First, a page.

As promised in our August edition, we present a MississaugaLife Online Exclusive!
This is the first of five days in the trial of Larry Ryan.
DAY ONE — On the Jury
Words By: Brian Crombie
“I shot Sue four times, four times, four times”, he said.
Those words still ring in my head.
I was chosen to be on the jury for a gruesome murder trial and what an experience. I learned, I wept, and when it was all over I went to church and prayed, for the victim, for the murderer and for all of the jury members in this disturbing responsibility.
For the third time I got a jury selection letter in the mail. I showed up at the Brampton court house, watched the explanatory video and expected to be dismissed. 150 citizens of Peel were waiting. In the first selection of names 19 people were chosen for 12 possible spots, one left to go for the first 20 to be questioned, and then my name was called. Darn.
Each potential juror had to look at the accused and their lawyer called out a challenge or consent. The front row of six filled up fast, then several challenges. I tried to figure out what they were looking for. Young females and ethnic people seemed to be excluded. Why? Only three spots left and six people to go and I’m last, no way I was going to have to serve! The Crown Attorney kept staring at me, what did that mean? The five before me were turned down. My turn. I looked straight at Larry Ryan, a former Toronto police officer, retired now, the accused murderer of his wife Susan, and I could read nothing in his eyes. I thought I heard challenged and was about to leave when I realised they actually had said consent. Shoot, there goes three weeks on a murder trial, with a warning about gruesome evidence, OMG.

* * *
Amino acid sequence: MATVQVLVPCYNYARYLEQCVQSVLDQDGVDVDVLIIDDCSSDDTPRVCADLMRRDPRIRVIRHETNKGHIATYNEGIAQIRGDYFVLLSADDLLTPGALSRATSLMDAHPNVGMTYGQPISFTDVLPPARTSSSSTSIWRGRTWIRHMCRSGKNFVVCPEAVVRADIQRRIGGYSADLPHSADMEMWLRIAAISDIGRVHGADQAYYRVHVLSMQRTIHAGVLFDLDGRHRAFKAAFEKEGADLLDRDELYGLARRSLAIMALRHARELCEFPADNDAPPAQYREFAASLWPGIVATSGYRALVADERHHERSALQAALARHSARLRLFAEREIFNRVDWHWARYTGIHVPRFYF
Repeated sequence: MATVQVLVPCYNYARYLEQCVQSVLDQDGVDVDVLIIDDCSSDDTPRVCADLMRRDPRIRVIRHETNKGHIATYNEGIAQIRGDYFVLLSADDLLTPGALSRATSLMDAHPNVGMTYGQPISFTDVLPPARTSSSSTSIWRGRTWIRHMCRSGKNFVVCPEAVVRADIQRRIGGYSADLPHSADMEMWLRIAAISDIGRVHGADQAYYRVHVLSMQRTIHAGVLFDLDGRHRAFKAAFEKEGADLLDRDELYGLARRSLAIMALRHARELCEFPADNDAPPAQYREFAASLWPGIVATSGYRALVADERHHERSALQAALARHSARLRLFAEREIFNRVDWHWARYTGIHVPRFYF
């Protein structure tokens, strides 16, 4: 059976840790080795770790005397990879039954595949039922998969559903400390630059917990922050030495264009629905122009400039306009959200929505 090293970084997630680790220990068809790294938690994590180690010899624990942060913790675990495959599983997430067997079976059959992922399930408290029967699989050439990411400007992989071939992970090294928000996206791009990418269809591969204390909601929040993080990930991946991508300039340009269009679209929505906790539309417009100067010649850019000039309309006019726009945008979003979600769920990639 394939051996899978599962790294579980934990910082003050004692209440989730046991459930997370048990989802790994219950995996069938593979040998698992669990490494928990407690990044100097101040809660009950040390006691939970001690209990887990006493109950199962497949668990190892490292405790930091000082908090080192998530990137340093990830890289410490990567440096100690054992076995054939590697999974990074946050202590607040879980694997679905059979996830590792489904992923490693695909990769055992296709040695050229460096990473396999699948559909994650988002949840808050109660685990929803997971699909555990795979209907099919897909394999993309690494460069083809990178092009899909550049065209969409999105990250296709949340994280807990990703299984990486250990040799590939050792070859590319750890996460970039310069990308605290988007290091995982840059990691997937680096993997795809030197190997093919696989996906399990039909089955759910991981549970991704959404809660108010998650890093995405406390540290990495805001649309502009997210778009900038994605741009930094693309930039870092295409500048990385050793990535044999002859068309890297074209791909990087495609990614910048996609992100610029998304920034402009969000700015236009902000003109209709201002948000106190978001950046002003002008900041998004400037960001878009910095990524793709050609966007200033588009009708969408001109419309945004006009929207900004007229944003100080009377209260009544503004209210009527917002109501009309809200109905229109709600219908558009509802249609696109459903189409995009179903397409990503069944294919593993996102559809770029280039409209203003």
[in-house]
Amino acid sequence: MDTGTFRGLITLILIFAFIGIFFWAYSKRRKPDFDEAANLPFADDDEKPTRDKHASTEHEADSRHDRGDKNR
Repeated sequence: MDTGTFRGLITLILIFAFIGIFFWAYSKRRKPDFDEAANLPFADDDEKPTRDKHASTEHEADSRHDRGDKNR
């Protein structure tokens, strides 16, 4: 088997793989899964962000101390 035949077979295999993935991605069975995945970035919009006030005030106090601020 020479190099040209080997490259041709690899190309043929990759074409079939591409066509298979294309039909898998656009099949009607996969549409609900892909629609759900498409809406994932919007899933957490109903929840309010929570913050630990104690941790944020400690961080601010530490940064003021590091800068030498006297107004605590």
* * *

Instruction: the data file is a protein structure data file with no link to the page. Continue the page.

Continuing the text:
We were ushered into the new court room, the lucky 12 of us, to learn that the defendant wants to plead in front of us. He says he’s not guilty of murder but goes on to say that he does plead guilty to manslaughter. He admits to killing his wife but not murdering her?
The judge asks the crown prosecutor if he still wants to proceed, and he does, to argue that the accused did commit second degree murder. Sigh, we’re here for the duration.